The Jammu and Kashmir government on Wednesday said Pakistan Prime Minister Imran Khan's reference to the situation in the state at the United Nations General Assembly last week was a "story of falsehoods", asserting that life in the valley had returned to near normal since the abrogation of Article 370 in August this year.
"Pakistani PM Imran Khan's address at the UNGA is a story of falsehoods. By peddling half truths and deliberate lies, Pakistan was attempting to divert attention from its own terror record, including its brazen support to militants in Jammu and Kashmir," a senior official of the state government said in a statement.
The official said Khan's claim about curfew and clampdown in Kashmir was far from truth as only "limited restrictions on movement had been imposed by the local administration in some parts to prevent miscreants from fomenting trouble but these too were relaxed in less than a week's time".
He said the quantum and frequency of these relaxations has been progressively increasing to a point that now almost the entire state is free of restrictions.
"Jammu and Kashmir is free for any movement and accessible to all including citizens, outsiders, journalists and all others for free movement. It is a myth being propagated that there is a virtual clampdown in J&K. Nothing could be farther from the truth. This is proven by the traffic visible on the roads with traffic jams, the passenger air traffic, the normal functioning of hospitals, the availability of essential civil supplies, and the free access of journalists," he said.
"The very fact that all highways remain open, all air operations are normal and traffic is plying normally is sufficient to prove the 'clampdown theory' is the vestige of imagination of a neighbour who has been dismayed to find that the situation in J&K has remained peaceful with not a single live bullet being fired," he added.
Giving details, the official said the National Highway connecting Jammu to Srinagar and onwards to Kargil and Leh continues to function normally.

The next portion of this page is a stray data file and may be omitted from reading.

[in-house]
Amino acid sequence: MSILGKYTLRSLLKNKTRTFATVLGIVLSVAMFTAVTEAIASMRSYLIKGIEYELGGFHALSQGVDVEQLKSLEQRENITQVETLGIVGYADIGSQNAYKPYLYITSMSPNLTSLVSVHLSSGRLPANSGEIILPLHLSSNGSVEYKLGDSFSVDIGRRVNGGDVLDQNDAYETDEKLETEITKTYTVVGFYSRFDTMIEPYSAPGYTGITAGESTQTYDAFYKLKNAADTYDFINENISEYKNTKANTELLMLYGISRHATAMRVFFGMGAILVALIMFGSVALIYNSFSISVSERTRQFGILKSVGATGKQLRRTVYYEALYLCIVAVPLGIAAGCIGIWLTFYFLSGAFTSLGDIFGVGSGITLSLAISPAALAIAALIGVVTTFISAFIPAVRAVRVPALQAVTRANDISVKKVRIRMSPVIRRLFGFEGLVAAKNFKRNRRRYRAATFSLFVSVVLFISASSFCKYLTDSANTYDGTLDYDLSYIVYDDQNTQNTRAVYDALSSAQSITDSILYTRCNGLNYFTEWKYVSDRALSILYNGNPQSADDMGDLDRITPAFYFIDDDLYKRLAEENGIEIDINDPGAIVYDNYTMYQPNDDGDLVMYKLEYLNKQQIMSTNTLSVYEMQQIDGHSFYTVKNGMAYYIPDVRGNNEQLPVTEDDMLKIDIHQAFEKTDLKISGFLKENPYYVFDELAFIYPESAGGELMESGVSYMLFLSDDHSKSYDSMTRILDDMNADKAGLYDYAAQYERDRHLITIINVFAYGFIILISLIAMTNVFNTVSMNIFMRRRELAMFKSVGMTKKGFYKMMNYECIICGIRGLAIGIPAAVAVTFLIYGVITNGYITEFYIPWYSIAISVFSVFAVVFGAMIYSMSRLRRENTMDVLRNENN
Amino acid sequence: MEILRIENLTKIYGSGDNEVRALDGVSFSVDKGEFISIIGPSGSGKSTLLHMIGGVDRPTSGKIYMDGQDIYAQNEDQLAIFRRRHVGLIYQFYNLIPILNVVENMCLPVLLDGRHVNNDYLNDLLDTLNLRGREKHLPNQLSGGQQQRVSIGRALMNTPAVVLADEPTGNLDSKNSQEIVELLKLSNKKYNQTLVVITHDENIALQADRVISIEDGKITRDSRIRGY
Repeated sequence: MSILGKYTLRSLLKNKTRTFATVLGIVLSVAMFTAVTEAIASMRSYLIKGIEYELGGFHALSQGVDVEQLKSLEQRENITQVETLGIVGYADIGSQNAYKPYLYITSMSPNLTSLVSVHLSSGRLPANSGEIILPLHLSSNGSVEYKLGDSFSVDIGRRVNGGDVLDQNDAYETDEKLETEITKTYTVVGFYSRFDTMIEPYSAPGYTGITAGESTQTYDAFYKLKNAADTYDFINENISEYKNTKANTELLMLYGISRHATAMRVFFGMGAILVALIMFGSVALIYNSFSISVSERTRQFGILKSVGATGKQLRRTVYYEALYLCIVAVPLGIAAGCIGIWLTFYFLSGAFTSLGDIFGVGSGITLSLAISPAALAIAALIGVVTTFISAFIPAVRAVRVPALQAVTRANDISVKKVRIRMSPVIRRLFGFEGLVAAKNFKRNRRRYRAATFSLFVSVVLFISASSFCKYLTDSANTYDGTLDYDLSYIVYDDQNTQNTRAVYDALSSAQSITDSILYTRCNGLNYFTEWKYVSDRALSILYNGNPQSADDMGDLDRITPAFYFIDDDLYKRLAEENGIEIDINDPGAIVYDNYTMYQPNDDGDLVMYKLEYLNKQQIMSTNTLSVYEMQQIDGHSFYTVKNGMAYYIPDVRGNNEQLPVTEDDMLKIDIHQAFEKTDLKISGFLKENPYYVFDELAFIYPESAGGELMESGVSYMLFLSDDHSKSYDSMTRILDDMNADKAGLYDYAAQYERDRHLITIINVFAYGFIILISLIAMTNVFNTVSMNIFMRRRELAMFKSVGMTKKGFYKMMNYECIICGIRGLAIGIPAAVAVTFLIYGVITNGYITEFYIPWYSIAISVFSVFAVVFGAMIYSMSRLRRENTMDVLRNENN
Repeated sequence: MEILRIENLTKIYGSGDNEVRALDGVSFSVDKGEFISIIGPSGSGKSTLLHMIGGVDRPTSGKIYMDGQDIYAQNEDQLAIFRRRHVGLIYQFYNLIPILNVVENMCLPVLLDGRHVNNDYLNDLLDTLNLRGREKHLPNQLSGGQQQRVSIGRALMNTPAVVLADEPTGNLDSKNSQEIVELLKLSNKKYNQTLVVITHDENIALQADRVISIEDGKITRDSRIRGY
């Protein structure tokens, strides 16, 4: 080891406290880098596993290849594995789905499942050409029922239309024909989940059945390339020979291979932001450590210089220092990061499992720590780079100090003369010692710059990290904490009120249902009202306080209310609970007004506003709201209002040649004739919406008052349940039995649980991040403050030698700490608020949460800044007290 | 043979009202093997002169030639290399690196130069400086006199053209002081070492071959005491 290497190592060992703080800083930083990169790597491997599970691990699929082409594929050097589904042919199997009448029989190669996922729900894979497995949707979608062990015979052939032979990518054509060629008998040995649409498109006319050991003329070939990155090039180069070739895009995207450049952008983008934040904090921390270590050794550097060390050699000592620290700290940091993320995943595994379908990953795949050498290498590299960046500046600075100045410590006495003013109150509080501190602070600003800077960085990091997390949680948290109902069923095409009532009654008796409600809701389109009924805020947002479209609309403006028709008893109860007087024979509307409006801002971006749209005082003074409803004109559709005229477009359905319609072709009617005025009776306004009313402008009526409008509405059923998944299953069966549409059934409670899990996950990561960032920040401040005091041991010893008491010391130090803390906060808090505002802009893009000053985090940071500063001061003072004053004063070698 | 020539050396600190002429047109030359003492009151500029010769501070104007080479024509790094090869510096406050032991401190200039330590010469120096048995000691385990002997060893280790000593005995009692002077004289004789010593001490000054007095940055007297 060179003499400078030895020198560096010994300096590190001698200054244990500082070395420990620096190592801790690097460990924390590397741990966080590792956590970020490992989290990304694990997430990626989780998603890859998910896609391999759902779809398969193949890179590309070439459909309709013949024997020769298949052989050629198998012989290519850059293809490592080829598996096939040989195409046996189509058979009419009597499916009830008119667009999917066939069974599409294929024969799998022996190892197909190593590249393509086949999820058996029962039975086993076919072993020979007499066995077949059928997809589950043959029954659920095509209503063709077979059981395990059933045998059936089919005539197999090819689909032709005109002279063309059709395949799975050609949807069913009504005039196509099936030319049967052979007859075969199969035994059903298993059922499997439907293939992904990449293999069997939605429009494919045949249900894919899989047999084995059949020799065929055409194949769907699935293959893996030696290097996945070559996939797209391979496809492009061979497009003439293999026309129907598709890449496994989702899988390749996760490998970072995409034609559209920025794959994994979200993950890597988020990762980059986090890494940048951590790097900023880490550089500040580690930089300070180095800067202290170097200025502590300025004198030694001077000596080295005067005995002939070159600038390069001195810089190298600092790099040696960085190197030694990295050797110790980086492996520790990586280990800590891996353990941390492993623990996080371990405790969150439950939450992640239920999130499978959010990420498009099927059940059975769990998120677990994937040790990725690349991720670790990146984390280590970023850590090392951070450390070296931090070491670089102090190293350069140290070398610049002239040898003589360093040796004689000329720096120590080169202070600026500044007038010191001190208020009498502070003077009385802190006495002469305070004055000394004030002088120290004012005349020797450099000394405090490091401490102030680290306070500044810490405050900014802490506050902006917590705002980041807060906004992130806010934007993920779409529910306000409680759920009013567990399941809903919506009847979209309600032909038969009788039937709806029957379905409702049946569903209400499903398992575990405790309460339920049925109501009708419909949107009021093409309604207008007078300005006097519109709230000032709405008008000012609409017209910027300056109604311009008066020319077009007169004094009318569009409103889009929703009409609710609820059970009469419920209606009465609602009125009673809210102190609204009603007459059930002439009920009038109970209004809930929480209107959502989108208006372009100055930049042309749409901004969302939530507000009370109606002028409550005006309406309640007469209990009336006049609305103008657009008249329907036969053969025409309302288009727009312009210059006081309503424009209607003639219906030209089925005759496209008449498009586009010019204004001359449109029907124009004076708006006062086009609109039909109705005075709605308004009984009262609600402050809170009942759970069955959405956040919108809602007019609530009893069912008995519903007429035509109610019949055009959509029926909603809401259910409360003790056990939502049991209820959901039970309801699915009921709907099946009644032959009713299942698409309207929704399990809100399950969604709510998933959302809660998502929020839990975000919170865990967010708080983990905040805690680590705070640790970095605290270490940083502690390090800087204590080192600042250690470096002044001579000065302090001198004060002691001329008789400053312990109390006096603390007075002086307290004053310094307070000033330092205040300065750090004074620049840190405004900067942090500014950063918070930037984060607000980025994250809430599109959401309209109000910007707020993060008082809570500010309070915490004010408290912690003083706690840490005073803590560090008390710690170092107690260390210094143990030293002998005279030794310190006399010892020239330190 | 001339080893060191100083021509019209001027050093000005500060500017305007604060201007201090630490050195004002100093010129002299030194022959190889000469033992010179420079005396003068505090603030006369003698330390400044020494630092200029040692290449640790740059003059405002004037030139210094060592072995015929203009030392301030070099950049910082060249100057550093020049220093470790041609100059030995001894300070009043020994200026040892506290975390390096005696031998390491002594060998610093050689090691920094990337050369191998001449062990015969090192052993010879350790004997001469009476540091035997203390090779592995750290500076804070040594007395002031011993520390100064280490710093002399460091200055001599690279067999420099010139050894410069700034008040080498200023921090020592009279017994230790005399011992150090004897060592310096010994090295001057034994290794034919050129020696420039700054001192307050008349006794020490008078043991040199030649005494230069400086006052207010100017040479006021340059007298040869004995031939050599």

Over 1,000 vehicles traverse the route every day carrying food, fuel, medicines and other supplies to the valley and onwards to Ladakh and carrying back exports, including apples and handicraft products, to the rest of the country.
"Over 200 journalists from all major national print and electronic media and international media, including BBC, Washington Post, New York Times, Foreign Policy, AP, AFP, Reuters, DW, Al Jazeera, etc., have been reporting freely including many who are critical of the government,” he said.
The official said while a deliberate and false narrative was being created to project a troop build up and human rights violations, the genuine issues of the local population such as the threats being posed by militants to civilians wanting to resume normal life were being ignored.
"It is well known that there are strong coercive influences being exerted on ordinary Kashmiris through overt and covert threats not to resume normal activities and businesses. A girl as young as 4 years was shot at merely because her family wanted to carry out their normal economic activity. A 65-year-old shopkeeper was killed merely because he wanted to earn his normal livelihood by keeping his shop open," he added.
The official said unlike Pakistan, India is a secular nation with a rule of law and a strong independent democratic, judicial and human rights institutional mechanism.
"Any detentions made are under prescribed laws and subject to strict judicial review. Any human rights complaints are subjects to strict and constant investigation and oversight both locally and federally, But what is unfortunate is that while Pakistan is very vocal of the rights of trouble creators, terrorists and thugs, it has hardly anything to say either for those Kashmiris who are coerced and shot at by elements sponsored by it," he said.